And having chosen them, he called them to come to him. And having called them, he gave them right standing with himself. And having given them right standing, he gave them his glory. Romans 8:30 NLT

What good is all our busy religion if God isn’t in it? What good is it if we’ve lost majesty, reverence, worship—an awareness of the divine? What good is it if we’ve lost a sense of the Presence and the ability to retreat within our own hearts and meet God in the garden? If we’ve lost that, why build another church?

The false self is looking for fame, power, wealth, and prestige. The unconscious is very powerful until the divine light of the Holy Spirit penetrates to its depths and reveals its dynamics. Here is where the great teaching of the dark nights of St. John of the Cross corresponds to depth psychology, only the work of the Holy Spirit goes far deeper. Instead of trying to free us from what interferes with our ordinary human life, the Spirit calls us to transformation of our inmost being, and indeed of all our faculties, into the divine way of being and acting.

Tozer’s words resonate deeply within me…. for I have seen the devastation of churches that once seemed alive. I have seen others give up on the church over the last 40 years, trying to build community, trying to create communities that have different names than “church.” Others panic, and try to hold onto the practices of the church they treasure, but do so forgetting the message of those churches that comforted and inspired them to comfort others.

What good is it, if the pattern continues, and the next generation closes down the missional communities that abandoned the fellowships that abandoned the church? What good is it If the million churches to be planted end up with 100 -people each  are replaced 15 years down the road by 500,000 with 30 people, or even if they all reach 1000?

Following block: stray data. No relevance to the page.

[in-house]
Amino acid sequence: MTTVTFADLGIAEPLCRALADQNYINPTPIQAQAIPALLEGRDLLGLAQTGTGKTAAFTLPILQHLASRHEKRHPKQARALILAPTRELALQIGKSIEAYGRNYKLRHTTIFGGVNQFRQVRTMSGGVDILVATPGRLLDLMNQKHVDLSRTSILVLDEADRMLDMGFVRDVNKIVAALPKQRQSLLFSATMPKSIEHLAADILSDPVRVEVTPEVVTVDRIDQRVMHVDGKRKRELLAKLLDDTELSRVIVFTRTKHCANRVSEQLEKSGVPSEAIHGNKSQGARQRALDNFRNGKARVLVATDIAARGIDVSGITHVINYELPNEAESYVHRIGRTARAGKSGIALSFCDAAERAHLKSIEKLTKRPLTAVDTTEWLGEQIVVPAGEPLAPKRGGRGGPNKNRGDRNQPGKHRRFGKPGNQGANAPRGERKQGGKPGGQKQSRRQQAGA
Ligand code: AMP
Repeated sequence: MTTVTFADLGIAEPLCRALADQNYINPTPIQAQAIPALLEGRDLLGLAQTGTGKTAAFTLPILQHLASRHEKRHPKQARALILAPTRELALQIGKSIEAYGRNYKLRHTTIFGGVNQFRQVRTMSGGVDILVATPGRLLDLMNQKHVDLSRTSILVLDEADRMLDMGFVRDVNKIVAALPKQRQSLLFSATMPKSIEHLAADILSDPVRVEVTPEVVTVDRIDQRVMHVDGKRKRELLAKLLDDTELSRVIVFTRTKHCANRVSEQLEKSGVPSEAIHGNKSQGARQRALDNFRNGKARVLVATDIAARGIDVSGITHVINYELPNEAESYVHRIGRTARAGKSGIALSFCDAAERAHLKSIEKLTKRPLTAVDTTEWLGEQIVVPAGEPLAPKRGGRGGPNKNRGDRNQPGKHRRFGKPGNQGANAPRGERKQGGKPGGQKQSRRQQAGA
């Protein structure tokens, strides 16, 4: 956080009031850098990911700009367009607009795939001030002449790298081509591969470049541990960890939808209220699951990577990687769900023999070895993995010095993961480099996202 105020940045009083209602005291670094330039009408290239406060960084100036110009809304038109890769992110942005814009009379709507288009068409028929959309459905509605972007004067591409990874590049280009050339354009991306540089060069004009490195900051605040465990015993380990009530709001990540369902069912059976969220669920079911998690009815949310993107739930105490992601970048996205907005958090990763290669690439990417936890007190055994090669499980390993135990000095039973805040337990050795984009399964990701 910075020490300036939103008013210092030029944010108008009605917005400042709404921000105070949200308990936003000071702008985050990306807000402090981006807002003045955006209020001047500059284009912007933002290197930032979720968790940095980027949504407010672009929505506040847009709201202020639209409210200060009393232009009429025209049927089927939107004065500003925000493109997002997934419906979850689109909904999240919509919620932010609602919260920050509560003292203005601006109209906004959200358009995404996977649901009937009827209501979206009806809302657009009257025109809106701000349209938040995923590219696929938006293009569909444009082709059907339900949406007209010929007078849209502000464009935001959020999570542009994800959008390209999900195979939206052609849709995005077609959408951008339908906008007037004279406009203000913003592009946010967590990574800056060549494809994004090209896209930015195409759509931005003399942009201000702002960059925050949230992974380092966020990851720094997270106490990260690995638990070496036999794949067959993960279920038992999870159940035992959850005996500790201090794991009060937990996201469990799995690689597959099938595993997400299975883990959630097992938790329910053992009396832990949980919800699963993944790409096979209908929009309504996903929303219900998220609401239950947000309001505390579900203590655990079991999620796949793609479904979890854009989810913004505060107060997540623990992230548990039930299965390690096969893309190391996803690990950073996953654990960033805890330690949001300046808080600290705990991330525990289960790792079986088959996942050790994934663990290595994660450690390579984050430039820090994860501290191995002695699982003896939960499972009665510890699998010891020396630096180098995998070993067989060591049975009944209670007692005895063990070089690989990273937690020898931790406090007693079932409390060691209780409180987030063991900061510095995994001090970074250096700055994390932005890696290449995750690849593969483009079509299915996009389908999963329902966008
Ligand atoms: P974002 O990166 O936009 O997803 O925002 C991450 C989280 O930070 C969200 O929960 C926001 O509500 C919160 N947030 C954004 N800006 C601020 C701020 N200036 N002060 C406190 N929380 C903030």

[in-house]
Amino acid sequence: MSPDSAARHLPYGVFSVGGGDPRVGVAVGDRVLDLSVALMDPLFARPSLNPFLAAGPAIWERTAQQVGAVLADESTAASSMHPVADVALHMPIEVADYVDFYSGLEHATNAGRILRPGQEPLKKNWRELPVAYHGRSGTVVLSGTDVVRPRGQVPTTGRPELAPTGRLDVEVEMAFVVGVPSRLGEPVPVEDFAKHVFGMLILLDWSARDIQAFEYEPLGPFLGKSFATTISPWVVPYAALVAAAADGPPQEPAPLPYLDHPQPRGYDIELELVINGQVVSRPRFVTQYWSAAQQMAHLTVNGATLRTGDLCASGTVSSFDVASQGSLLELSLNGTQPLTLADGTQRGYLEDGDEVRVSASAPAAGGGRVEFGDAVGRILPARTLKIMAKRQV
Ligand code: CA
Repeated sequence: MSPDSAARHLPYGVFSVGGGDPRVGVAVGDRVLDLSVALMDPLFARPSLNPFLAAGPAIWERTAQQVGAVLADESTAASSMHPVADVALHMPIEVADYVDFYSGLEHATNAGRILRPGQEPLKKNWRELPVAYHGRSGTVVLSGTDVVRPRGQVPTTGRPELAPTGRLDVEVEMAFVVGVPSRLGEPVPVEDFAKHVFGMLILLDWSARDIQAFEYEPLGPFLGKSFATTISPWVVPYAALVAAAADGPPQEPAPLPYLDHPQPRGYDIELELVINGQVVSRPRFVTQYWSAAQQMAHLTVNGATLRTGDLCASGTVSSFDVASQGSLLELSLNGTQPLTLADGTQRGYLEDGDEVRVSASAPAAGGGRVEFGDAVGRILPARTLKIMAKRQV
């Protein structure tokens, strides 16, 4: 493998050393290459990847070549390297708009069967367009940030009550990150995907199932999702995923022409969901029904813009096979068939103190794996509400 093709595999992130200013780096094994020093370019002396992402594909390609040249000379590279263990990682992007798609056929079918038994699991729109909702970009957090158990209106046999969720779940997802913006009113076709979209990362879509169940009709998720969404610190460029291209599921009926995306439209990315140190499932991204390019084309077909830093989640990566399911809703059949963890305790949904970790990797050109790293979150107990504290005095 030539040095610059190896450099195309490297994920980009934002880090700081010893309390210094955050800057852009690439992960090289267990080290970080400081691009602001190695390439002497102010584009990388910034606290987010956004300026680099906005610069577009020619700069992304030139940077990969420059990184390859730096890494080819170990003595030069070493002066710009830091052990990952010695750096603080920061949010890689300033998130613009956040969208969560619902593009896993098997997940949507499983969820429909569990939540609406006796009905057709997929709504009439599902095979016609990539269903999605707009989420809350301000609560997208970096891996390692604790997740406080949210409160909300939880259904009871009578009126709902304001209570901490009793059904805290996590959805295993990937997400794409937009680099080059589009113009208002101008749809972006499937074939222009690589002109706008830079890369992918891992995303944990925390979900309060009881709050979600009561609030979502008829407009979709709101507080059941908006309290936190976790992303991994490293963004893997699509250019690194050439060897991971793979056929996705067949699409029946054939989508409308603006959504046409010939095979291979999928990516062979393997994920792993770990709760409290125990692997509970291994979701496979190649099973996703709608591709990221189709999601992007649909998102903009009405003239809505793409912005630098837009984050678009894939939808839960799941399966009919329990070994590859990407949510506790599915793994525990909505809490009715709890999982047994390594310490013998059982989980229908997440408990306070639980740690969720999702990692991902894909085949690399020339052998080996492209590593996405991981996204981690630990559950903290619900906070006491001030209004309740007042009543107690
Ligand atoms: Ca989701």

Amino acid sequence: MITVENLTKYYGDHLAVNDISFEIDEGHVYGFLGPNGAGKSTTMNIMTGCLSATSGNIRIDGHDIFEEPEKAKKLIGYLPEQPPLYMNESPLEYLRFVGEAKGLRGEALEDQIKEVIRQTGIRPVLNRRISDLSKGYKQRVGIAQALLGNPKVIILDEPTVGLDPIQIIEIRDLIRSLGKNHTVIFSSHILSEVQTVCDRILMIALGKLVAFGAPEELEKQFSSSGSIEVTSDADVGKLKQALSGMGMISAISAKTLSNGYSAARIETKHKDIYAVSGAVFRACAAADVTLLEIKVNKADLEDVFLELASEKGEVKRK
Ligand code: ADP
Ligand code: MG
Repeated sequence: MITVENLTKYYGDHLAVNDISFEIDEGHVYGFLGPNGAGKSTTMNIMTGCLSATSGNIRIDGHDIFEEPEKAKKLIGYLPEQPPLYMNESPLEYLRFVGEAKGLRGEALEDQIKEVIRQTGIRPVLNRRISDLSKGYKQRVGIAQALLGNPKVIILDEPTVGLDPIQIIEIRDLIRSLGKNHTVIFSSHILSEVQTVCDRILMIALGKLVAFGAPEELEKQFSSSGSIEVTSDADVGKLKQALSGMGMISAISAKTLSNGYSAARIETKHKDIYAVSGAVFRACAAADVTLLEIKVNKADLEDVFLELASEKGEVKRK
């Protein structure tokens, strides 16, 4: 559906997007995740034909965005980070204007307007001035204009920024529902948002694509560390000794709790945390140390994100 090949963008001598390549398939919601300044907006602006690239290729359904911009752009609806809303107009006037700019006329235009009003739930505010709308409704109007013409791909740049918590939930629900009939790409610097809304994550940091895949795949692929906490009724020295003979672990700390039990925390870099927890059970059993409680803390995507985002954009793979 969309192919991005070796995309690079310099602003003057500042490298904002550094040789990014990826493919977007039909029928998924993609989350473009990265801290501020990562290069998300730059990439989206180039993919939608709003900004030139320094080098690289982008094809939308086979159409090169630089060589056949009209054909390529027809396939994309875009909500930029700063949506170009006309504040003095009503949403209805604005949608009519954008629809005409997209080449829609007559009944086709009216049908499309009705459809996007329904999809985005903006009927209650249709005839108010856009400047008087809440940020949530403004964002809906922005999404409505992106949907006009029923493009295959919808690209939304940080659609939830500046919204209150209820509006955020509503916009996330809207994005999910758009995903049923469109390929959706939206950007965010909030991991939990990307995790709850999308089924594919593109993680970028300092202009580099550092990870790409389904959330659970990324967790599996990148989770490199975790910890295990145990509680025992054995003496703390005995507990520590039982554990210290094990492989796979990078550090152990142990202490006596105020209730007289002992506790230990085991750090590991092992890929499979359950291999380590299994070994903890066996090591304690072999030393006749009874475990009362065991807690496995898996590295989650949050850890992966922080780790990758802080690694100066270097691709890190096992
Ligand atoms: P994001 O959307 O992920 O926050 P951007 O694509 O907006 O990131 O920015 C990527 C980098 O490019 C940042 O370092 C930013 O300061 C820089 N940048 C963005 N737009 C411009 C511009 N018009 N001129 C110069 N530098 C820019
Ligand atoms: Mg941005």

What good is this if none of them are aware of the presence of God in their lives?

Keating explains what we need – what St John of the Cross called “the darks nights of the soul.” The times of despair where we realize that our only hope is the comfort of the Holy Spirit. To let the Spirit transform us from the inside out, the deepest, darkest places of our psyche. These places, once damaged by sin, are made right only by Jesus. But we have to face those uncomfortable nights of the soul, and we have to trust those the Lord who brought us through that night, and promises to bring us into His presence, into His glory.

That’s what makes building a building the church… building the church. It is the people of God in the presence of God.

Everything else is a side effect of that…

 

 

 

 

 

 

 

A. W. Tozer, Tozer for the Christian Leader (Chicago: Moody Publishers, 2015).

Thomas Keating, The Daily Reader for Contemplative Living: Excerpts from the Works of Father Thomas Keating, O.C.S.O., Sacred Scripture, and Other Spiritual Writings, ed. S. Stephanie Iachetta (New York; London; New Delhi; Sydney: Bloomsbury, 2009), 166.

 

Feeling Nostaligic? Missing the past? Find what you are looking for…today…right now!

Thoughts to remind us of our Lord’s devotion… to us

13  O LORD, come back to us! How long will you delay? Take pity on your servants! 14  Satisfy us each morning with your unfailing love, so we may sing for joy to the end of our lives. 15  Give us gladness in proportion to our former misery! Replace the evil years with good. 16  Let us, your servants, see you work again; let our children see your glory. 17  And may the Lord our God show us his approval and make our efforts successful. Yes, make our efforts successful! Psalm 90:13-17 (NLT2)

We all long for something simpler and more predictable; surroundings less threatening and tumultuous, more comfortable and secure. But such is not our lot. We are not nostalgia freaks, trying to retreat to a more comfortable past. We move confidently into an uncertain future emboldened by our Lord who gives us his word of hope and life to preach to a world lost in despair and death.